Shah Beg's Capture of Thatta.

The Tarkhán-náma states, that when Sháh Beg advanced to the capture of Thatta, the river, meaning the main stream of the Indus, ran to the north of that city. If this statement be correct, it shows that a most important deviation must have occurred since that period in the course of the river. But I believe that the assertion arises from a mere mis-translation of the Táríkh-i Sind, of Mír Ma'súm, which is generally followed verbatim in the Tarkhán-náma.

Mír Ma'súm says (p. 138), that “Sháh Beg advanced by daily marches towards Thatta, by way of the Lakhí pass, and encamped on the banks of the Khánwáh, from which Thatta lies three kos to the south. At that time the river generally flowed by Thatta; therefore he was in doubt how he should cross.” Now this is not very plain, and we should even more correctly interpret the original, if we were to say that, “Thatta lies three kos to the north of the Khánwáh.” We know that this could not have not been meant, but the statement, as it stands, is puzzling, and the author of the Tarkhán-náma, in the endeavour to be exact, has complicated matters still further. The Tuhfatu-l Kirám, (p. 41) says that the subsequent action took place “on the stream called 'Alíján, which flows below Thatta,” but does not mention whether this was the same stream near which Sháh Beg encamped, though from the con­text we may be allowed to presume that it was. The Táríkh-i Táhirí is more specific, and states (p. 48) that “he encamped on the bank of the Khánwáh, that is, the canal of water which Daryá Khán had dug, for the purpose of populating the Pargana of Sámkúrá and other lands at the foot of the hills, and the environs of the city.”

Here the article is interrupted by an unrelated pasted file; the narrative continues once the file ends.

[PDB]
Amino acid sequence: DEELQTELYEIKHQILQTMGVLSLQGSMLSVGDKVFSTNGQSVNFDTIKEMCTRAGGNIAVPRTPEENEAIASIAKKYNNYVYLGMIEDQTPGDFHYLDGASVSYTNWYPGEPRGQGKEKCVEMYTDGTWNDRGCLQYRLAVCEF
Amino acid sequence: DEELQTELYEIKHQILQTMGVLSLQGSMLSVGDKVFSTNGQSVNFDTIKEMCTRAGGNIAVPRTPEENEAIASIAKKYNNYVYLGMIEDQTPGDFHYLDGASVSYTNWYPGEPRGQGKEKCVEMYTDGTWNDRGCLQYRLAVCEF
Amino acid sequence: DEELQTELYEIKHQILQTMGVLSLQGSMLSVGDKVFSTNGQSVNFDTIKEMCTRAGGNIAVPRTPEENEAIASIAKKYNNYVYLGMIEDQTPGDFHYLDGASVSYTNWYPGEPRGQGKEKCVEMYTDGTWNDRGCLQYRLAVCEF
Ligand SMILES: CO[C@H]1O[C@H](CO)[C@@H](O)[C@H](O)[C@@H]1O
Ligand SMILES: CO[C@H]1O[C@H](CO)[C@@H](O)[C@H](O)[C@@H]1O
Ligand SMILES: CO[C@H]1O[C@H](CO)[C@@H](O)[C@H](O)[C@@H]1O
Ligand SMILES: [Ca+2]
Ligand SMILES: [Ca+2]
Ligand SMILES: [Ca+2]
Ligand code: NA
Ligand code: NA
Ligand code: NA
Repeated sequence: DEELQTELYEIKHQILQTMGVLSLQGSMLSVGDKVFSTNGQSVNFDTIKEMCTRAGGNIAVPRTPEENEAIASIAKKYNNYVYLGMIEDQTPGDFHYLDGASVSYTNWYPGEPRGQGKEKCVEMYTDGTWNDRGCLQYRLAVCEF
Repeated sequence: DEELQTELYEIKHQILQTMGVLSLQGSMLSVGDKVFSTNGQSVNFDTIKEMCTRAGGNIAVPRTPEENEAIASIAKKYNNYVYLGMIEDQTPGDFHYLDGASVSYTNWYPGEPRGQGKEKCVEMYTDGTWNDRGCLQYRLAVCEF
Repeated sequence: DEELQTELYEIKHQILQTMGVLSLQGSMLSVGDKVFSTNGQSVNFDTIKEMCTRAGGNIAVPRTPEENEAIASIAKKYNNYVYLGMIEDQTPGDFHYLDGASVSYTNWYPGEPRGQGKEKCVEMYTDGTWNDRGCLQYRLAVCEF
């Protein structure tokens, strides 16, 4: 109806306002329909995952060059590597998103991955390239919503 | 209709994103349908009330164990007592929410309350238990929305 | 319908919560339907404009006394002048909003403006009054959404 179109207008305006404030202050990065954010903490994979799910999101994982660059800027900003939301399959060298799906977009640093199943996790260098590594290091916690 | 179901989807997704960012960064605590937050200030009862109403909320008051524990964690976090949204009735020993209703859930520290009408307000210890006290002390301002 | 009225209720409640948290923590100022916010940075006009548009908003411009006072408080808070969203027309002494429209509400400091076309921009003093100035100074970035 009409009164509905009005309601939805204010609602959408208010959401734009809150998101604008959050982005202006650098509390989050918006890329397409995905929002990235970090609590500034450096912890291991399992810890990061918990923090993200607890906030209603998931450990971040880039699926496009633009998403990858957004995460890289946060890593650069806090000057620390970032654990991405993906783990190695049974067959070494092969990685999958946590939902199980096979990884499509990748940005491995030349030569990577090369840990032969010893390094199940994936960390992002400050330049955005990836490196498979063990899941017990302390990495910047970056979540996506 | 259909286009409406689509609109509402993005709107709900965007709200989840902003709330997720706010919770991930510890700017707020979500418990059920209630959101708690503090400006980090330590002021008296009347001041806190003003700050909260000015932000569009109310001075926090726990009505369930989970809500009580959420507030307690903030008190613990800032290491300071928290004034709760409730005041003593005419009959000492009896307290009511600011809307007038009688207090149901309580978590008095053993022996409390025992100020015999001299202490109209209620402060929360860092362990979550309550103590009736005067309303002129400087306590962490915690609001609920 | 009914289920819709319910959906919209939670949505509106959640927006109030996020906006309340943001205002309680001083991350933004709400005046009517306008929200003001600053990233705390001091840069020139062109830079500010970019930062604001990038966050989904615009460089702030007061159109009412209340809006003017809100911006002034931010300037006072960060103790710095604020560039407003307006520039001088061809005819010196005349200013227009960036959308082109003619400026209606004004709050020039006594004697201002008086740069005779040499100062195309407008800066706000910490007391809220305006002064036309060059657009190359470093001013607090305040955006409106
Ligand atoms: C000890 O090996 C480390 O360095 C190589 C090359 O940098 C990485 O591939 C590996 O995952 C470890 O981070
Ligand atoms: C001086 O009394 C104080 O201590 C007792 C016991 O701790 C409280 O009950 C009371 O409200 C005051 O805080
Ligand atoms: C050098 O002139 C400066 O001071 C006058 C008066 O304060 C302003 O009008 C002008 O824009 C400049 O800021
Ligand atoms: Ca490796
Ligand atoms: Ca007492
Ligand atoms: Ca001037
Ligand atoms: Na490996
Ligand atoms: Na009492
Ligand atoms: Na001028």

It is evident, therefore, that Sháh Beg pitched his camp, not on the main stream, but on one of the canals, or little effluents, from the Indus. The Ghizrí, or Ghara creek, is too far to the westward, though it is represented in some maps as running up as far as the Indus itself, and joining it above Thatta. Indeed, there still exist traces of its having been met by a stream from the river at no very remote period, and, during the inundations, the city is even now sometimes insulated from this cause. In the absence of any more precise identification, we may safely look to this deserted bed as corresponding with the ancient 'Alíján, and suiting best the position indicated.

Authorities differ about the date of Sháh Beg's crossing this river, and capturing Thatta, by which an end was put to the dynasty of the Jáms, or Sammas. The Táríkh-i Sind says it occurred in the month of Muharram, 926. The Táríkh-i Táhirí is silent. The Tarkhán-náma says Muharram, 927 (corresponding with December, 1520); differing only in the day of the month from the Tuhfatu-l Kirám, where the correctness of this latter date is established by an appropriate chronogram:—

“Kharábí Sind.—The Downfall of Sind.”

The Táríkh-i Táhirí (p. 51) refers this chronogram to the period when Sháh Husain plundered Thatta, on the ground of extravagant joy having been evinced by its inhabitants upon the death of his father, Sháh Beg; but this is evidently a mistake, and is adopted merely to accommodate his false chronology.